His second no-ball came in the last over when Sri Lanka needed three runs off four deliveries. In a comical turn of events, as soon as Asitha Fernando and Maheesh Theekshana ran two, they heard the buzzer that pointed to Mahedi’s no-ball. Soon enough, the giant screens flashed the replay and Bangladesh knew their fate had been sealed. This moment was particularly disappointing for Shakib as he reflected on the team’s performance under pressure, and their early exit from the competition.
“No captain wants no-balls from their team,” Shakib said. “It is a big crime when a spinner bowls a no-ball. We bowled a lot of wides and no-balls today. We were not disciplined. We didn’t know what to do when we were under pressure. We knew Kusal (Mendis) plays spin really well, so if we could get him early, it would have set platform for our spinners to come into the game.
“But till he was there, it was hard for our spinners to bowl. He was dropped on two, and then when he was out, it was a no-ball. The spinner bowling a no-ball is a big no-no. Our spinners usually don’t bowl no-balls, but today it was proved that we break down under pressure. We are losing in crunch moments. If we won 50 per cent of the close matches, we would have a better record in this format.”
What also hurt Bangladesh was Ebadot Hossain’s inconsistency in his final two overs which went for 38. The penultimate over, especially, turned the tide Sri Lanka’s way as he conceded 17, including a no-ball and a wide. This undid all his good work until then. At the end of his first two overs, he had unreal figures of 3 for 13.
“Ebadot has never played a pressure game like this, regardless of his experience,” Shakib said. “He has a lot to understand. He brought us into the game after his first two overs. We thought it was going to be his day. You expect a bowler to have good rhythm and be positive when he has taken three wickets in his first two overs. It wasn’t to be. He can learn a lot from this game.
“Our plan was to get their batsmen out. That’s exactly what we did. They needed 25 or 26 in the last two overs. Eight wickets down, you back your main bowlers to defend those runs against their tail.”
Looking ahead to the World Cup, Shakib underlined the importance of having to identify the best fast bowlers soon. “This was an eye-opener to see how we bowl in pressure situations,” he said. “You can expect good 10-12 overs of fast bowling in this type of pitch. Only those who can deliver will be in the team.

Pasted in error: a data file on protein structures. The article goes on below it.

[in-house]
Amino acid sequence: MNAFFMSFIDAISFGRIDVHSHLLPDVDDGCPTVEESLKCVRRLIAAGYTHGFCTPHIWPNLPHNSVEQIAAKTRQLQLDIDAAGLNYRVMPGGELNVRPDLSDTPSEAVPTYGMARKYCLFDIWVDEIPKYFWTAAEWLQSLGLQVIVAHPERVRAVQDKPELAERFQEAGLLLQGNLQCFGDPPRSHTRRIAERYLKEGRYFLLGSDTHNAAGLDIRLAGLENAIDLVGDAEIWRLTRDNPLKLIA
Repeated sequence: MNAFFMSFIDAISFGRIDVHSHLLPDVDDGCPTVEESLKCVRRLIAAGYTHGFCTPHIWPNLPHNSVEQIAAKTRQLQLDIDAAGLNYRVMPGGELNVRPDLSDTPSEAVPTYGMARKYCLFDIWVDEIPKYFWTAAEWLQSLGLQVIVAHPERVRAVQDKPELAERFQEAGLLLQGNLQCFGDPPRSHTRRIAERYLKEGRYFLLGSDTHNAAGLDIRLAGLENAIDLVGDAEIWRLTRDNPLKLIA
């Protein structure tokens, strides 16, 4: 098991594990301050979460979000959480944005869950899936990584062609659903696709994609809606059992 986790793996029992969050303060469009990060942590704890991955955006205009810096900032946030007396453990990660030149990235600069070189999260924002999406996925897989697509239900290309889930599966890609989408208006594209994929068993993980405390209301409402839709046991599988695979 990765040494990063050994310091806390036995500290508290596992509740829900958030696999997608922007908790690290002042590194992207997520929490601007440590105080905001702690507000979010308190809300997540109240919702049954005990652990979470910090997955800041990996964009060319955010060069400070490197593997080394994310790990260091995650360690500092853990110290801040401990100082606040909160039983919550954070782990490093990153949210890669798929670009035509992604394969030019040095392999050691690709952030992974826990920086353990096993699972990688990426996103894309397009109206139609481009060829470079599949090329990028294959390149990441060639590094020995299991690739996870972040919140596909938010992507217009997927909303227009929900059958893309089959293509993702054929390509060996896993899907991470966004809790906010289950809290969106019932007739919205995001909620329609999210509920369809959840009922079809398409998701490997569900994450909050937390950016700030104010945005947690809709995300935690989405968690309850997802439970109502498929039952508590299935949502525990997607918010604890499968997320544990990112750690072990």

“It is simple math. We looked at four fast bowlers here, and we will look at more in the tri-series in New Zealand so that we have a clearer idea who can do well in Australia.”
Shakib then focused on the few positives from the tournament. Like how the move to bump up Mehidy Hasan Miraz to open the innings in his first T20I in nearly four years, worked.
Mehidy responded with an aggressive 26-ball 38, hitting two fours and as many sixes. Shakib said this was something they had contemplated against Afghanistan too, before going in with regulars Mohammad Naim and Anamul Haque.
“He has done well in our domestic tournaments, so we had faith in him,” Shakib said of Mehidy’s promotion. “Even in the first game, he was in the mix to bat in the top-order. He didn’t play the first game. He showed his character today. He wasn’t nervous. He was playing after three years so it wasn’t easy for him. You have to give him a lot of credit, the way he handled the pressure in the first six overs.”
Shakib also asked for a bit of patience from everyone as they try to work out plans going into the T20 World Cup. For starters, he was encouraged by the team’s attitude and body language.
“I have returned to T20I captaincy with these two matches. We have a lot in mind when we make a new beginning. Our planning started with the game against Afghanistan, so there will be right and wrong.
“We have a plan in place. We want to reach a goal slowly. But if you notice our attitude and body language in these two games, despite the poor approach in batting in the first game, I think we have improved from our last three or four series.”
Mohammad Isam is ESPNcricinfo’s Bangladesh correspondent. @isam84
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